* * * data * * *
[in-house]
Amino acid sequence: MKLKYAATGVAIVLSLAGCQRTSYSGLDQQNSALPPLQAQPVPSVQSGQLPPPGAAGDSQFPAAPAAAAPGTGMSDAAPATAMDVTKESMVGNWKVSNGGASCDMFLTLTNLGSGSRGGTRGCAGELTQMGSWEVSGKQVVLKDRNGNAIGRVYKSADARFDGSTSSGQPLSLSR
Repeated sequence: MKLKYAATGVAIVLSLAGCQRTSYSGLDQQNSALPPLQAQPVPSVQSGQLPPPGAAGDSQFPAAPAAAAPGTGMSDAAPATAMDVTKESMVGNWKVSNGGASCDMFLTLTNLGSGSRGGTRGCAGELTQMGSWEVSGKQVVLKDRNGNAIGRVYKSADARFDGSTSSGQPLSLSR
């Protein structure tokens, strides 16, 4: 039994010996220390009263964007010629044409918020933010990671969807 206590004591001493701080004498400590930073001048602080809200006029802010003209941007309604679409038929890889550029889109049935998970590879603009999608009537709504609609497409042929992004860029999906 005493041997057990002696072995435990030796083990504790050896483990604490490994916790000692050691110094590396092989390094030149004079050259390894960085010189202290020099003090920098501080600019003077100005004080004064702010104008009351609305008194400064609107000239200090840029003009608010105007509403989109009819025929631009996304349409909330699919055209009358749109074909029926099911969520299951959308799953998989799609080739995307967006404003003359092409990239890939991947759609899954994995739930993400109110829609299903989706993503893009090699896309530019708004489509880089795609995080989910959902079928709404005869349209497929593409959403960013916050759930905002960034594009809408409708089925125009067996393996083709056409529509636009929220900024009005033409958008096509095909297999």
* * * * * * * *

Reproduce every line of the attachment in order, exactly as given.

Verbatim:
[in-house]
Amino acid sequence: MKLKYAATGVAIVLSLAGCQRTSYSGLDQQNSALPPLQAQPVPSVQSGQLPPPGAAGDSQFPAAPAAAAPGTGMSDAAPATAMDVTKESMVGNWKVSNGGASCDMFLTLTNLGSGSRGGTRGCAGELTQMGSWEVSGKQVVLKDRNGNAIGRVYKSADARFDGSTSSGQPLSLSR
Repeated sequence: MKLKYAATGVAIVLSLAGCQRTSYSGLDQQNSALPPLQAQPVPSVQSGQLPPPGAAGDSQFPAAPAAAAPGTGMSDAAPATAMDVTKESMVGNWKVSNGGASCDMFLTLTNLGSGSRGGTRGCAGELTQMGSWEVSGKQVVLKDRNGNAIGRVYKSADARFDGSTSSGQPLSLSR
């Protein structure tokens, strides 16, 4: 039994010996220390009263964007010629044409918020933010990671969807 206590004591001493701080004498400590930073001048602080809200006029802010003209941007309604679409038929890889550029889109049935998970590879603009999608009537709504609609497409042929992004860029999906 005493041997057990002696072995435990030796083990504790050896483990604490490994916790000692050691110094590396092989390094030149004079050259390894960085010189202290020099003090920098501080600019003077100005004080004064702010104008009351609305008194400064609107000239200090840029003009608010105007509403989109009819025929631009996304349409909330699919055209009358749109074909029926099911969520299951959308799953998989799609080739995307967006404003003359092409990239890939991947759609899954994995739930993400109110829609299903989706993503893009090699896309530019708004489509880089795609995080989910959902079928709404005869349209497929593409959403960013916050759930905002960034594009809408409708089925125009067996393996083709056409529509636009929220900024009005033409958008096509095909297999």